How to Bathe a Baby
– Your Step-by-Step Guide
Disclaimer: This article is intended as a general guide only. For tailored skin care advice specific to your baby’s situation, consult with your paediatrician and/or dermatologist.
Bathtime is not only important to keep your baby’s skin clean and comfortable, it’s a special bonding time for any parent and child. However, it can be a daunting prospect at first, with many new parents unsure exactly how to bathe a baby – and when, where and how often they should do it.
From getting the water temperature right, to choosing the best baby wash for sensitive, dry or very dry skin, there are a number of things to consider. To help, we’ve created this go-to guide to answer the most common questions and provide simple step-by-step guide for bathing your newborn or baby. So, to learn how to make bath time less stressful and more beneficial for you both, read on.
How Often Should You Bathe a Baby?
As babies are born with thinner, delicate skin, it’s important to avoid over-bathing as this may result in dryness and irritation. This is even more important if your infant has a visibly impaired skin barrier or there is a family history of eczema or dermatitis.
While there’s no definitive answer for how often you should bathe a baby, 2-3 times a week is typically recommended. Climate and seasons also come into play, however, and daily bathing may be required with warmer weather. You can bathe your child more often as they grow, or if they tolerate or enjoy daily bathing from a young age.
Regardless of frequency, it’s important to always use a mild, pH neutral baby body wash or baby bath oil to keep your little one’s skin hydrated and comfortable. In between baths, the nappy area in particular must be kept clean, and sponge baths can be used as needed. It’s recommended that sponge baths are the only type of bathing bathing recommended for the first few weeks until the umbilical cord falls off 1.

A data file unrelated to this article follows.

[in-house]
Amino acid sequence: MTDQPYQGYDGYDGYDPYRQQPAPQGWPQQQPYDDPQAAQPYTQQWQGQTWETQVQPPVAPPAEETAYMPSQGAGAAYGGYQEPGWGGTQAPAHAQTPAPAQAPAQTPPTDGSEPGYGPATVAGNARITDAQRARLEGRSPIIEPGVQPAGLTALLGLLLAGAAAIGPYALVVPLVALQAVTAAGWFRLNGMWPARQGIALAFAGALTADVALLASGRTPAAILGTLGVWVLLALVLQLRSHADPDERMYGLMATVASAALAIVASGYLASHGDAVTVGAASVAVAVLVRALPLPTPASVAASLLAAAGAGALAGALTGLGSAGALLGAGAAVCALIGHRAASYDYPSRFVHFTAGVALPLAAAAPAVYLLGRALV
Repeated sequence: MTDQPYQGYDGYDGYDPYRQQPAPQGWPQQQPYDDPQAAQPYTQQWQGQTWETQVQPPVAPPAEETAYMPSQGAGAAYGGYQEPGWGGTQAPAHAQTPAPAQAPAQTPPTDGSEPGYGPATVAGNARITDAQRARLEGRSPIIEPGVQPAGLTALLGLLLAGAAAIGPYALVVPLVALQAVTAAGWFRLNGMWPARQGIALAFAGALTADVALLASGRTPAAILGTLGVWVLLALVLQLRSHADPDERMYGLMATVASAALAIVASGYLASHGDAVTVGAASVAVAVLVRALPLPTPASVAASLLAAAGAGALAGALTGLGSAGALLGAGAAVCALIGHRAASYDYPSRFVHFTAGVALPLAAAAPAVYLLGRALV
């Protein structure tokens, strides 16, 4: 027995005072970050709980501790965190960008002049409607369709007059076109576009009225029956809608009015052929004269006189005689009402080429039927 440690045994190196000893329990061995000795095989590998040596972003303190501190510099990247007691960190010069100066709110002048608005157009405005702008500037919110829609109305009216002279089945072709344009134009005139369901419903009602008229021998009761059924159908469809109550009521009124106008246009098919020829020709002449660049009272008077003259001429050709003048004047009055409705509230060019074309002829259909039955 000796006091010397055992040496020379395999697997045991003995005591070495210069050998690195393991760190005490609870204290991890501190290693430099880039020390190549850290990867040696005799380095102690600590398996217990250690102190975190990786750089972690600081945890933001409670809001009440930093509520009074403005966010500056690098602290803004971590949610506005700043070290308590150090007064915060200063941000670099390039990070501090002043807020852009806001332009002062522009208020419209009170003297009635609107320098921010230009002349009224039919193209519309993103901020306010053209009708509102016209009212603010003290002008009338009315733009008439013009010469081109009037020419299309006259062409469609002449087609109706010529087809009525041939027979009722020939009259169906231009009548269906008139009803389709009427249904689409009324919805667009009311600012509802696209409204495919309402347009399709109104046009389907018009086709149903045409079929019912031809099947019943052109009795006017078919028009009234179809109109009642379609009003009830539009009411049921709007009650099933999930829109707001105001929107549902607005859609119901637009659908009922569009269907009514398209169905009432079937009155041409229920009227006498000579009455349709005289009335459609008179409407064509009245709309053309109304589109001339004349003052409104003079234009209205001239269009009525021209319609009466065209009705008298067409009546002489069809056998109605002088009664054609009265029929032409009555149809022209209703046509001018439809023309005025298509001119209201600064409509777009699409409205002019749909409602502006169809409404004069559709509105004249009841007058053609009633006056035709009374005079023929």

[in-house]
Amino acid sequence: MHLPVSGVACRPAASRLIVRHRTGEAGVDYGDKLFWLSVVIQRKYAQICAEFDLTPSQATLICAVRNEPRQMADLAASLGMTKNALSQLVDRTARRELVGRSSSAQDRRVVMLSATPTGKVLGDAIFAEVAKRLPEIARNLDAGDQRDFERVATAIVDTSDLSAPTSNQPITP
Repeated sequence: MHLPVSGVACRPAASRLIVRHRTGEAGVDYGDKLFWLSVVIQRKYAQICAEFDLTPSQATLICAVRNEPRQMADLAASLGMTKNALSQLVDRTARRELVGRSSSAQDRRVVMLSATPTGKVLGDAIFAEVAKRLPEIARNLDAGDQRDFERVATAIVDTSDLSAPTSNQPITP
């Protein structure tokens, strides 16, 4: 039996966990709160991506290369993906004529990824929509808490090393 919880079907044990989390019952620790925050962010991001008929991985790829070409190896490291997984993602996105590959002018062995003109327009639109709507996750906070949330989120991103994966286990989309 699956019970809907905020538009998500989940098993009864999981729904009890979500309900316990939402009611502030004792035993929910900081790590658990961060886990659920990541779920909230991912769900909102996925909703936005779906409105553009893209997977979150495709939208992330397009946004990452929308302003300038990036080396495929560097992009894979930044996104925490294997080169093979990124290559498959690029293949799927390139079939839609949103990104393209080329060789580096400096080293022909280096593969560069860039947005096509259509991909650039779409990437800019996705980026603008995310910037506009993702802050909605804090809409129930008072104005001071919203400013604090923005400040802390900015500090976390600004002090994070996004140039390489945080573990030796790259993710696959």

What Temperature Should a Baby's Bath Be?
A baby’s bath should be warm but never hot. The Royal Children’s Hospital Melbourne recommends a temperature of 37°C to 38°C for babies, and 36°C for newborns. If you don’t have a bath thermometer, always test the water with your elbow or wrist to ensure it feels comfortable before bathing your child.
What To Look For in Baby Bath Products?
Dermatologist Dr Alice Rudd recommends that a gentle baby body wash should always be used as water alone is dehydrating to your baby’s skin. She recommends using a fragrance-free mild soap substitute, such as La Roche-Posay Lipikar Syndet AP+ Wash Cream, even if your child does not have very sensitive skin.
“At this age, they are building up their natural skin barrier, and so it is best to avoid harsh soaps and abrasive agents that will strip the skin and impair that barrier they are trying to cultivate,” she tells us.
In terms of beneficial ingredients, Dr Alice Rudd names glycerin – found in the La Roche-Posay Lipikar AP+ Wash Cream and Cleansing Oil – as a powerful hydrator. “Glycerin is a beneficial ingredient that can be included in a wash or cleanser to create a hydrating film over the child’s skin”. This helps to prevent water loss and keep your child’s skin feeling comfortable.
Alongside a mild baby wash, there are several other products that will help make bathtime easier and stress-free – for both mum and bub. We’ve outlined the most useful of these in our bath time checklist and step-by-step guide, below.
Baby Bathtime Checklist
When bathing a newborn or infant, you will ideally have the following items at your disposal. Make sure they’re within reach before getting started, as it’s crucial you give your baby your undivided attention in the bath.
- Baby bath
- Gentle, soap-free baby wash
- Bath thermometer (optional)
- Soft washcloth
- Cotton wool balls (optional)
- Plastic cup
- Soft baby towel
- Fragrance-free moisturising cream
- Fresh nappy
- Clean clothes
If you don’t have a plastic baby bath to place in a regular bath, you can bathe a young infant in a clean sink, with an insert or towels for padding. Once your child can sit up, you can carefully move bath time into a full-sized tub.
When Should You Bathe Your Baby?